Agency Affected: Department of Defense

  5. Status: Closed - Not Implemented

    Comments: No action has yet been taken on this recommendation. A DSS panel was to have met in 2008 to review the current operations of DSS. However, as of October 2009 action had not been taken concerning this recommendation. As a result we are closing it as not implemented.

    Recommendation: To enable DSS to evaluate whether its oversight reduces the risk of information compromise, the Secretary of Defense should direct the Director, Defense Security Service, to regularly analyze that information to make informed management decisions about the use of resources for its oversight activities and make any needed changes to those activities or procedures to reduce the risk of information compromise.

    Agency Affected: Department of Defense

  6. Status: Closed - Not Implemented

    Comments: Defense Security Service (DSS) previously stated it was developing requirements for an automated information system that would facilitate the ability to identify and analyze trends. The web based Industrial Security Facility Database (ISFD version 3) was on schedule for deployment by the end of calendar year 2006. A DSS panel was to have met in 2008 to review the current operations of DSS. However, as of October 2009 action had not been taken concerning this recommendation. As a result we are closing it as not implemented.

    Recommendation: To enable DSS to evaluate whether its oversight reduces the risk of information compromise, the Secretary of Defense should direct the Director, Defense Security Service, to identify the information that needs to be analyzed to detect systemic vulnerabilities and identify trends regarding how contractor facilities protect classified information.

    Agency Affected: Department of Defense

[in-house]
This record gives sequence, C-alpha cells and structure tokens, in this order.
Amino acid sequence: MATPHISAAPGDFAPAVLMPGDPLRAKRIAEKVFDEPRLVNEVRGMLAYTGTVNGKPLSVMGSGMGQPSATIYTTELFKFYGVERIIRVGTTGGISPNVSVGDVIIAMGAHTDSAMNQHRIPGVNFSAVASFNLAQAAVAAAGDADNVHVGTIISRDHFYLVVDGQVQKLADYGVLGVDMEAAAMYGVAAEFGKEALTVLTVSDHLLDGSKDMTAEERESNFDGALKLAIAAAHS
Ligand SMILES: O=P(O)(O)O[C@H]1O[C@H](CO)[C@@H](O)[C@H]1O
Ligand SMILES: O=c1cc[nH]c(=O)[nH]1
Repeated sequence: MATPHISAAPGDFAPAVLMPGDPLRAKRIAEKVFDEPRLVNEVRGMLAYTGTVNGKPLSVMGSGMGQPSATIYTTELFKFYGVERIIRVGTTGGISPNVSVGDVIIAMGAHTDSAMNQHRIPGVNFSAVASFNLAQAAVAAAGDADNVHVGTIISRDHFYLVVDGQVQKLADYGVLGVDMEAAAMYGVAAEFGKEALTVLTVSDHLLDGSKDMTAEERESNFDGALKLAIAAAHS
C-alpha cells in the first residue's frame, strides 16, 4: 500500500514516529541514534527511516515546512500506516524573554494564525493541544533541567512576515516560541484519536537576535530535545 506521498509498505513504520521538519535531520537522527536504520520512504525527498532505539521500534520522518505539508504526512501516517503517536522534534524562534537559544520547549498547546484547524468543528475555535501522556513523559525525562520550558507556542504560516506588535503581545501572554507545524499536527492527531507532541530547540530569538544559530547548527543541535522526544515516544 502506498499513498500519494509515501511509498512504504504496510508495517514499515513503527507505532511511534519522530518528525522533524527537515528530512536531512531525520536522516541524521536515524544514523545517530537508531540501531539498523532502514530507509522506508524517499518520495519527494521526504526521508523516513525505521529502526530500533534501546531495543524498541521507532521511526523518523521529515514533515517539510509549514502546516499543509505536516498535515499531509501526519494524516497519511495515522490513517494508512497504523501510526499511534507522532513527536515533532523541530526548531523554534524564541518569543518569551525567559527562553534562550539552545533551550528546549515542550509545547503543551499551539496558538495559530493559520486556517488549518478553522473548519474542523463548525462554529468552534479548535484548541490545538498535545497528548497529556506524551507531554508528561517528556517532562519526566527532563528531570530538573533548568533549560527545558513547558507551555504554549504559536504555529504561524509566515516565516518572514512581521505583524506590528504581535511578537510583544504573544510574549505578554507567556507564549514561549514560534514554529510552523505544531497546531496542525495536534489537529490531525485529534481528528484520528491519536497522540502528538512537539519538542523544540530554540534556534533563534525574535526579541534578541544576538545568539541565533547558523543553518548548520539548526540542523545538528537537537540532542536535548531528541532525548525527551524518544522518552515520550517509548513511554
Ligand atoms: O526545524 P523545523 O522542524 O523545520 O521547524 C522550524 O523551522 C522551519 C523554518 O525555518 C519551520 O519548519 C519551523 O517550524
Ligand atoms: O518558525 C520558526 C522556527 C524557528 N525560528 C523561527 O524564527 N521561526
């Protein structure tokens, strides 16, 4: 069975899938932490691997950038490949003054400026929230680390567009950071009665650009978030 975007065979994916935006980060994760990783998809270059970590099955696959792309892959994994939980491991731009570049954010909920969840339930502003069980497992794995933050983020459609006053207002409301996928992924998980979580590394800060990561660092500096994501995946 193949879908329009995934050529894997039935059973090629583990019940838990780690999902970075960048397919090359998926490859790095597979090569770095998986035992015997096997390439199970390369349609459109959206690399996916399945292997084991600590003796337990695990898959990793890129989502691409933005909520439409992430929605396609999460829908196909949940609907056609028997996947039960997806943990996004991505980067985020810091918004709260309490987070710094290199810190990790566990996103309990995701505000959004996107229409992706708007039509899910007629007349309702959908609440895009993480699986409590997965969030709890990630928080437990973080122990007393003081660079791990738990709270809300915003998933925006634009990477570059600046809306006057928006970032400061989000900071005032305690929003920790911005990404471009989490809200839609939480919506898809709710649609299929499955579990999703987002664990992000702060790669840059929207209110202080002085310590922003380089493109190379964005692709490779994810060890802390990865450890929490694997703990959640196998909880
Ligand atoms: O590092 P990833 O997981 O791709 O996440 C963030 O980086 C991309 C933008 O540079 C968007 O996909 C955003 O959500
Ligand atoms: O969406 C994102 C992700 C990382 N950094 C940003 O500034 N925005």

7. Status: Closed - Not Implemented

    Comments: Defense Security Service (DSS) previously stated it was developing a strategic plan and balanced scorecard to measure results. According to DOD, action was taken to revise the drafts of the balanced score card, the industrial security strategic plan, and the cascading strategy map. The industrial security metrics have not yet been developed. However, a DSS panel was to have met in the fall of 2008. However, as of October 2009 action had not been taken concerning this recommendation. As a result we are closing it as not implemented.

    Recommendation: To enable DSS to evaluate whether its oversight reduces the risk of information compromise, the Secretary of Defense should direct the Director, Defense Security Service, to establish results-oriented performance goals and measures that would enable DSS to assess the extent to which it is achieving its industrial security mission.

    Agency Affected: Department of Defense

  8. Status: Closed - Not Implemented

    Comments: Although DSS previously stated it would incorporate this requirement in the Industrial Security Operating Manual when it is revised, no action has been taken. A DSS panel was to have met 2008 to review the current operations of DSS. However, as of October 2009 action had not been taken concerning this recommendation. As a result we are closing it as not implemented.

    Recommendation: To improve contractors' understanding of which security violations must be reported to DSS, the Secretary of Defense should direct the Director of DSS to revise the Industrial Security Operating Manual to require industrial security representatives to inform facilities of the official determinations regarding the loss or compromise of classified information.

    Agency Affected: Department of Defense